7. Problem-Solving Principles and Tools: This seven-hour course teaches students the lean approach to solving problems. Topics covered include building interpersonal relationships to avoid problems, conducting observation walks, and more effectively identifying the root causes of problems.

They must also apply to take (and successfully complete) an examination.

Note: The CM-Lean Construction certification is also offered elsewhere in North America (i.e. by the Lean Construction Institute in Canada). Pricing and procedures may vary depending on where the certification is offered.

CM-Lean Certification renewal requirements

The CM-Lean Certification remains valid for a period of three years. To renew the certification, professionals must complete and submit 30 hours of lean construction-related education and pay a $100 processing fee.

Professionals who fail to renew their certification in time enter a six month probationary period and must pay an additional $150 (on top of the usual processing fee) to renew. Professionals who let their certification lapse completely must retake the examination. If the certification curriculum has changed since the professional initially took it, they must redo the educational course materials as well.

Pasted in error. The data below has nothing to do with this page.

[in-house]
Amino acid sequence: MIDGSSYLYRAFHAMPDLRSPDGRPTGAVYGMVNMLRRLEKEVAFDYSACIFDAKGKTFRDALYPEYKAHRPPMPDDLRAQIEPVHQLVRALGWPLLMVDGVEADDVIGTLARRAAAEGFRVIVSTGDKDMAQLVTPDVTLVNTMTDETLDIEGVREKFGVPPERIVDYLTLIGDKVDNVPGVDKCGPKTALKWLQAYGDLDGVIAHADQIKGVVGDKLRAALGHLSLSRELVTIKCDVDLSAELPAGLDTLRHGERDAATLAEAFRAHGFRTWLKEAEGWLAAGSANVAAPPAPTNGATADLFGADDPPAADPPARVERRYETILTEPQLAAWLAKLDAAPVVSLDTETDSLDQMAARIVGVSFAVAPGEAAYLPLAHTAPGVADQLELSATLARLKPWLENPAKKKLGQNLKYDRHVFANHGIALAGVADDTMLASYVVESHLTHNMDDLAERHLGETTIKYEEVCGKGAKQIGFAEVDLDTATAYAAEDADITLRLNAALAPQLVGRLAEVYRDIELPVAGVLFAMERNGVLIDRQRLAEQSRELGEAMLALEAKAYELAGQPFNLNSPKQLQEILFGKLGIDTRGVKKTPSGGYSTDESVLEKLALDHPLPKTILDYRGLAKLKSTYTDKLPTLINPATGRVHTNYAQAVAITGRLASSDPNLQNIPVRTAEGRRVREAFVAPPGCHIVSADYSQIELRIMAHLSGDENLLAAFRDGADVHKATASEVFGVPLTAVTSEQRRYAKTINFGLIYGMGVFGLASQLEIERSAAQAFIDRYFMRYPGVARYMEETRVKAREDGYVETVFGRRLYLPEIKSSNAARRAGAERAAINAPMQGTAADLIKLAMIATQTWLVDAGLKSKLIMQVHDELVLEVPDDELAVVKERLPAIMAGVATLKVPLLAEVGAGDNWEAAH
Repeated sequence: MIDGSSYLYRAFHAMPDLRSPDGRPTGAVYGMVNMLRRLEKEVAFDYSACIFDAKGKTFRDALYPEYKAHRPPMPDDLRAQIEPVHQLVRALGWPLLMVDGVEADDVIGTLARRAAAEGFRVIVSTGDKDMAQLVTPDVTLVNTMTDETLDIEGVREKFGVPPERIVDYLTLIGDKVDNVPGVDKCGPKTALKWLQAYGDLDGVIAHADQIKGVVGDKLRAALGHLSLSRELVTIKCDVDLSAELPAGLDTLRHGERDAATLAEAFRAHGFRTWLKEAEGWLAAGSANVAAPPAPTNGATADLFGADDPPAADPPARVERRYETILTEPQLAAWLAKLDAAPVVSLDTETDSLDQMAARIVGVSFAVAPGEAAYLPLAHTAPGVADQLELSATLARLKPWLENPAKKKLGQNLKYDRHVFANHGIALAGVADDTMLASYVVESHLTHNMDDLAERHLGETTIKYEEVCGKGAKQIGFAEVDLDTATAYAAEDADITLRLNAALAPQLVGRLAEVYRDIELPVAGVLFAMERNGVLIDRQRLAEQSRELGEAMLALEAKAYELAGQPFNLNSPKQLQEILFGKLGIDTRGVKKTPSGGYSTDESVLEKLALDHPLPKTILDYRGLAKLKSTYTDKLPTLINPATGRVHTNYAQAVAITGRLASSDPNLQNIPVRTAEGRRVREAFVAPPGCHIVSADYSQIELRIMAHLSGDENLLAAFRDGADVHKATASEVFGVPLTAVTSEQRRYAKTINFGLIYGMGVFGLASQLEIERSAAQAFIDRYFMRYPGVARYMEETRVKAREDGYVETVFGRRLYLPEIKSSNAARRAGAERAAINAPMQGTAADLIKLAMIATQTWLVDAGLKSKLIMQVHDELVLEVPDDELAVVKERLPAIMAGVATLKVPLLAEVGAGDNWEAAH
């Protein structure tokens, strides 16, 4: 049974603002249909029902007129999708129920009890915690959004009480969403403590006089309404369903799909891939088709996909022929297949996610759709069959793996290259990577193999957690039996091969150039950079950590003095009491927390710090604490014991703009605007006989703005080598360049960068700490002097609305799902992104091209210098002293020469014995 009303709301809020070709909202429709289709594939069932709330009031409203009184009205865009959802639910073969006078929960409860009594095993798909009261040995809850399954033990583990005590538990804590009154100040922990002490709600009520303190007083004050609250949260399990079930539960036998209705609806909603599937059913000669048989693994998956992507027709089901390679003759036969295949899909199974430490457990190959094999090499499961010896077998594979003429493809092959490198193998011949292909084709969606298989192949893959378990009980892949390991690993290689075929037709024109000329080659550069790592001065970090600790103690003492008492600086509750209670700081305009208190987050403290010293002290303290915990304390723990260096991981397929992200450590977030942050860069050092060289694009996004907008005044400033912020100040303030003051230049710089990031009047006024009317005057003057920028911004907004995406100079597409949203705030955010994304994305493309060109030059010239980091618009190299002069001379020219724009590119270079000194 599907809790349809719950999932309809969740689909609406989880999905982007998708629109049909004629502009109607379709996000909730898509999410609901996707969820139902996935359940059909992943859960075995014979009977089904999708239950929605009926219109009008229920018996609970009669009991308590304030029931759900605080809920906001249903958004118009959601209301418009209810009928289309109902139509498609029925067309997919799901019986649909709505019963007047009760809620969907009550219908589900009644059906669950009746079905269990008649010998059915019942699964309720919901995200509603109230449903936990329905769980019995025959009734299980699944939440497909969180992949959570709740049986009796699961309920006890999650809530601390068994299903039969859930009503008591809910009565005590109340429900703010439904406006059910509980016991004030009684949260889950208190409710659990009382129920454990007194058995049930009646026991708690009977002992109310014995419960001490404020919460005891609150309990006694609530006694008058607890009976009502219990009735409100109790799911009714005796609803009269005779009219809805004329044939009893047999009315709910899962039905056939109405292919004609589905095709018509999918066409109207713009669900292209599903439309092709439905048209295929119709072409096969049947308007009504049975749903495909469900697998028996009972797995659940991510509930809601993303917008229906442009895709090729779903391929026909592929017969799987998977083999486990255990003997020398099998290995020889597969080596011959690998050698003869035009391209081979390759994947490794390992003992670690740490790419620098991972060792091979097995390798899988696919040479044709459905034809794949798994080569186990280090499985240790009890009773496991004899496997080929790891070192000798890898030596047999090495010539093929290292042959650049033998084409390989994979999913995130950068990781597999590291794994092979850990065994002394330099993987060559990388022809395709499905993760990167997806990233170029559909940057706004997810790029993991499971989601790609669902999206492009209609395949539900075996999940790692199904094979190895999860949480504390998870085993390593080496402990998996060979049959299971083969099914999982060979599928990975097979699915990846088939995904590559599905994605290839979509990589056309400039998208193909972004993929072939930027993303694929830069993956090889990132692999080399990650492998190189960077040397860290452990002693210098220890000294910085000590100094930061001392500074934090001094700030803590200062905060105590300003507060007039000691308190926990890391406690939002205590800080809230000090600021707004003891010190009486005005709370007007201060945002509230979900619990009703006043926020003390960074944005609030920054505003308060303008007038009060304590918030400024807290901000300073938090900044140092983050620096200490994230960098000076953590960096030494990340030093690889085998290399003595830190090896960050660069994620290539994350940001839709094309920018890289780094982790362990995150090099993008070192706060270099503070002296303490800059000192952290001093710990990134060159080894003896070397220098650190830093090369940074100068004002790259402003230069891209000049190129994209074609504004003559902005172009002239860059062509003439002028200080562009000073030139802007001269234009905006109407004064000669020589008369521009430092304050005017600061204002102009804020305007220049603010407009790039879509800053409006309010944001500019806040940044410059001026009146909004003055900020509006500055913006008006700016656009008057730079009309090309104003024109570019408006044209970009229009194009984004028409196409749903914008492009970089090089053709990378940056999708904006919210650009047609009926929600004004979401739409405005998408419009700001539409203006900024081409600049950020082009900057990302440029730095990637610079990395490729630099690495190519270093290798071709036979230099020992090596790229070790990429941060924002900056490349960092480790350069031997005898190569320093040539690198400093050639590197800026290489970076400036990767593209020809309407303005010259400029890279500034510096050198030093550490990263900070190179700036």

Benefits of receiving the CM-Lean Certification

Improved career opportunities

As mentioned earlier, countless construction companies in North America use lean methodologies to unlock benefits such as:

  • higher-quality deliverables
  • reduced costs
  • improved scheduling
  • improved safety

Consequently, professionals meeting lean requirements for certification enjoy significant career opportunities.

Demonstrable knowledge with an in-demand skillset

The AGC’s lean construction certification program features a comprehensive curriculum. Consequently, professionals who complete (and subsequently maintain) the certification are understandably seen as possessing a valuable skillset.

The AGC is widely recognized as a national leader in construction certifications

The AGC has more than 27,000 member firms and provides industry-standard training on a variety of disciplines, including:

  • building information modeling
  • construction project management
  • construction safety

This arguably gives the AGC a leg up on other organizations offering lean construction certifications.

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Brandon-Richard Austin

Brandon-Richard Austin is a writer and content strategist focused on the construction sector. He’s passionate about educating readers on construction management techniques and best practices.